Suggested Reading.

Let’s look at the numbers. If about half the population is women, and the majority of women have babies, and there are over seven billion people out there, that’s a lot of birth, right? And so in turn, there are a lot of books about birth out there too. That’s good, because there are so many different ways of looking at birth. Though as natural and normal as birth may be, still each one is as special and unique as each of us is. So it goes that we need a lot of books to cover the expression of so many sorts of peoples and experiences, and all our different feelings and ideas about and approaches to the birthing continuum, right?

As long as I can remember, I’ve felt reading birthing stories and about birth was beautiful. Be it a quiet, undisturbed home birth in the back woods, or some heroic test of strength and determination requiring endurance to overcome the rigors of bright lights, full medical staff and major surgery. No matter what the story, I’m there cheering the mother on, routing for the baby, and in tears of joy (and occasionally sadness) when the story is done.

Every birthing book shares a sacred story and/or wisdom. Not all will be in line with your feelings or needs. Not all will appeal to you. Not all will deem appropriate. But that still leaves plenty for you to explore and enjoy. Besides, the act of reading a good book is plenty peaceful in itself. So, I’m going to slowly start suggesting a long list of books you may want to read. Yes, you’ll see it’s a long list, and pregnancy and the postpartum aren’t that long, so chances are you’ll only read a few. That’s fine. Skim through the upcoming ongoing list and see which books resonate for you, which attract you, and start with those.

Of course every book I recommend will be one of my favorites, and I have read and continue to read a lot of birth books. All that I share will be primarily positive, inspiring, interesting, and in one way or another something I feel worthy of sharing. Some may open your mind to new ideas, or introduce topics in a different way than what you’re used to. Some may tell you “how to.” Some may share actual stories. Some may simply be fun to read.

Remember with any and all books that I suggest, take what you can from it; leave the rest behind. Birth is beautiful, and there is no one right way. These books are presented only to help you find and clarify your way.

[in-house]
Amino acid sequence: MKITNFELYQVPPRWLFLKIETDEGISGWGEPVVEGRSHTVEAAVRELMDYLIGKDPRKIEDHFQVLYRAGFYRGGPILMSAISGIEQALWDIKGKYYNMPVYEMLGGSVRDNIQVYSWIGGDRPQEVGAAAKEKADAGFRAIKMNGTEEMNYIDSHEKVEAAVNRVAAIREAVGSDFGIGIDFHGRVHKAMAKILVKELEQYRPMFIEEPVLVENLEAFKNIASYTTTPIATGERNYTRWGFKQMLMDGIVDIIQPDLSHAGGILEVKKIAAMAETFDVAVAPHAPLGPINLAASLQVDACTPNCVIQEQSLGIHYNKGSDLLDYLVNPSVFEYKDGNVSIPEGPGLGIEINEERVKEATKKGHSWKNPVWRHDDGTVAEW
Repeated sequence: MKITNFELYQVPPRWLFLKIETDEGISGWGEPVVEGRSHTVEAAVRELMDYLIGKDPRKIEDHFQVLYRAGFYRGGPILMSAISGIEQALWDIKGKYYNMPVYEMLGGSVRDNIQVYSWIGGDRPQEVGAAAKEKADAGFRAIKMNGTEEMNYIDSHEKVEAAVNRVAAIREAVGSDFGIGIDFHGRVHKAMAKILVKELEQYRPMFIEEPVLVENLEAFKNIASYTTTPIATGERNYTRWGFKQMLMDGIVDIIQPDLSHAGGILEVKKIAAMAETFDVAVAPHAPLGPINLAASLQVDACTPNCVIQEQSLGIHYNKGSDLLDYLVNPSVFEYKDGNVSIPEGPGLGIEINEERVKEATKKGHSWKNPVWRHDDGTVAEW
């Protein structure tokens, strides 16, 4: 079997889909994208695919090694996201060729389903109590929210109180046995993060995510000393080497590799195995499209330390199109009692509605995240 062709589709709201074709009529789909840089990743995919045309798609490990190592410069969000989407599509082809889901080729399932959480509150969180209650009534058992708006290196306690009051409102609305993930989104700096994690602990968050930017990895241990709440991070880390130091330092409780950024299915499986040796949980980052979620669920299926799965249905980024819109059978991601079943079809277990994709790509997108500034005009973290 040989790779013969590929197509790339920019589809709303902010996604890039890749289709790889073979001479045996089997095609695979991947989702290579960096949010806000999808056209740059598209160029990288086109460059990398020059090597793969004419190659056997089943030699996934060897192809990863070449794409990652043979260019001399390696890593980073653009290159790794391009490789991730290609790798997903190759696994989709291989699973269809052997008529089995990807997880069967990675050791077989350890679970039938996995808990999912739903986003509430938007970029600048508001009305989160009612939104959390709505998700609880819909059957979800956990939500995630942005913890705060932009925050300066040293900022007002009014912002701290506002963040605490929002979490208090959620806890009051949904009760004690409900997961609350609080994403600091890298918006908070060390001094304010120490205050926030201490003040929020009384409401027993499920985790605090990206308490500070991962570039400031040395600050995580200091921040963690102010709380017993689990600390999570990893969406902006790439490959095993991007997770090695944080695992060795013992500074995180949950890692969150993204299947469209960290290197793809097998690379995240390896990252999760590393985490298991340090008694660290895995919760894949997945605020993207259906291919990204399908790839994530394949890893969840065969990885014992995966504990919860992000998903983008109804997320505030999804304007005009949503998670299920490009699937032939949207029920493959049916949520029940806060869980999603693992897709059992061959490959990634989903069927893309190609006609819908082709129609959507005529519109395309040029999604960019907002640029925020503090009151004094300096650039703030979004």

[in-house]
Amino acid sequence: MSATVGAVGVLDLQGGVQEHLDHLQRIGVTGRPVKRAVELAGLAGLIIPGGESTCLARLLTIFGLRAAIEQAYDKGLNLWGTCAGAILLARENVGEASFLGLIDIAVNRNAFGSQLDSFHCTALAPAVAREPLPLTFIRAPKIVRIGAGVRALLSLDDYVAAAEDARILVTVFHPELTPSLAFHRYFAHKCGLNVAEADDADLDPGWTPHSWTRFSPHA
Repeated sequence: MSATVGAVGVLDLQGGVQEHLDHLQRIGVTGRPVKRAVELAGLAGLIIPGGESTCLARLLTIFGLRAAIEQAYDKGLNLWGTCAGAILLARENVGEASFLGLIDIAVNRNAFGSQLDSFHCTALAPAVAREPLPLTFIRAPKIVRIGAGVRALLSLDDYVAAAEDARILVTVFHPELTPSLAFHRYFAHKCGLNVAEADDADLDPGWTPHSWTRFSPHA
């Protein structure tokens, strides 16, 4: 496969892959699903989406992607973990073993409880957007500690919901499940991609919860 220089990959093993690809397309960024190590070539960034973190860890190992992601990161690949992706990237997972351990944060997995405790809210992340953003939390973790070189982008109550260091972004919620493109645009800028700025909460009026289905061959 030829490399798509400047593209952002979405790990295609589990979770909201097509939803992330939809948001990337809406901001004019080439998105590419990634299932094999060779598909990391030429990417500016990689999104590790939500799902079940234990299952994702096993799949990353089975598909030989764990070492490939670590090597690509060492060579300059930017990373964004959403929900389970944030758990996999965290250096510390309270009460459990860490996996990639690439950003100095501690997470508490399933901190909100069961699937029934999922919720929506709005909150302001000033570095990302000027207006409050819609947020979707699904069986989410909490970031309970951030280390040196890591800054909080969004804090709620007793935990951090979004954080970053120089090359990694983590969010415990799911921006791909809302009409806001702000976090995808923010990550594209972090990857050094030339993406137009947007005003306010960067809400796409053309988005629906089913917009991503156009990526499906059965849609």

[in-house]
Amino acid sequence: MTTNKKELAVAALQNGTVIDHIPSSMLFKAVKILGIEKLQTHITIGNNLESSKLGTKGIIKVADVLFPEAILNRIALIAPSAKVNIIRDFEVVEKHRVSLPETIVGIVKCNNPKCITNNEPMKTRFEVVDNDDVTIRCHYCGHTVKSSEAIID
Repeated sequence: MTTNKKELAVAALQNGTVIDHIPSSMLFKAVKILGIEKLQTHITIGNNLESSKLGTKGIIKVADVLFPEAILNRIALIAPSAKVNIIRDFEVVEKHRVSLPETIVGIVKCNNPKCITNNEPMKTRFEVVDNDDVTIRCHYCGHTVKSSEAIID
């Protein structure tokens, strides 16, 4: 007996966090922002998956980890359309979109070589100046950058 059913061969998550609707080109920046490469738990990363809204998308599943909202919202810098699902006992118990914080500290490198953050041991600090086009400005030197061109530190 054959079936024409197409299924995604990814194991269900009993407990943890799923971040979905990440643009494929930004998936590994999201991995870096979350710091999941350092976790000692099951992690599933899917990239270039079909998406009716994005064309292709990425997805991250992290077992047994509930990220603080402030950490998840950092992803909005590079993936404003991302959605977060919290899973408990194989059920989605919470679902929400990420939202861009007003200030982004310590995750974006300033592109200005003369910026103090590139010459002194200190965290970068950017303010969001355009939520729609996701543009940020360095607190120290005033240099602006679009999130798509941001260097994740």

Books can also be expensive. Most of the ones I’ll be suggesting can be found used. Before buying new, please check out your local library or used book store, or even on-line used book sources. If you can’t find it local, check out Abe Books, Half.com or the used book selection under each title on Amazon.com.

I know you won’t be able to find the time read them all, some won’t be of interest, and some of them you may have already read. So take a peak at my suggestions when and if you can and make your own choices. (Likewise, please let me know if there’s a birthing book you just love that I have not yet suggested, or perhaps have not yet read.) Between birth stories and increased knowledge, this is a wonderful way to learn and expand… and relax. And that’s good stuff for both the pregnant and the postpartum woman!

My book list begins with what seems like an obvious choice, where a part of my journey began. It begins with the book that inspired my journey, and the journey of so many, into natural birth and midwifery, twenty something years ago. It was already a classic even back then. It is still beautiful, relevant, and inspiring. Many of you have read this. Maybe you’ll want to read it again. Maybe again and again. If you have not yet read the birthing stories in here, please do. This is true inspiration.

Spiritual Midwifery by Ina May Gaskin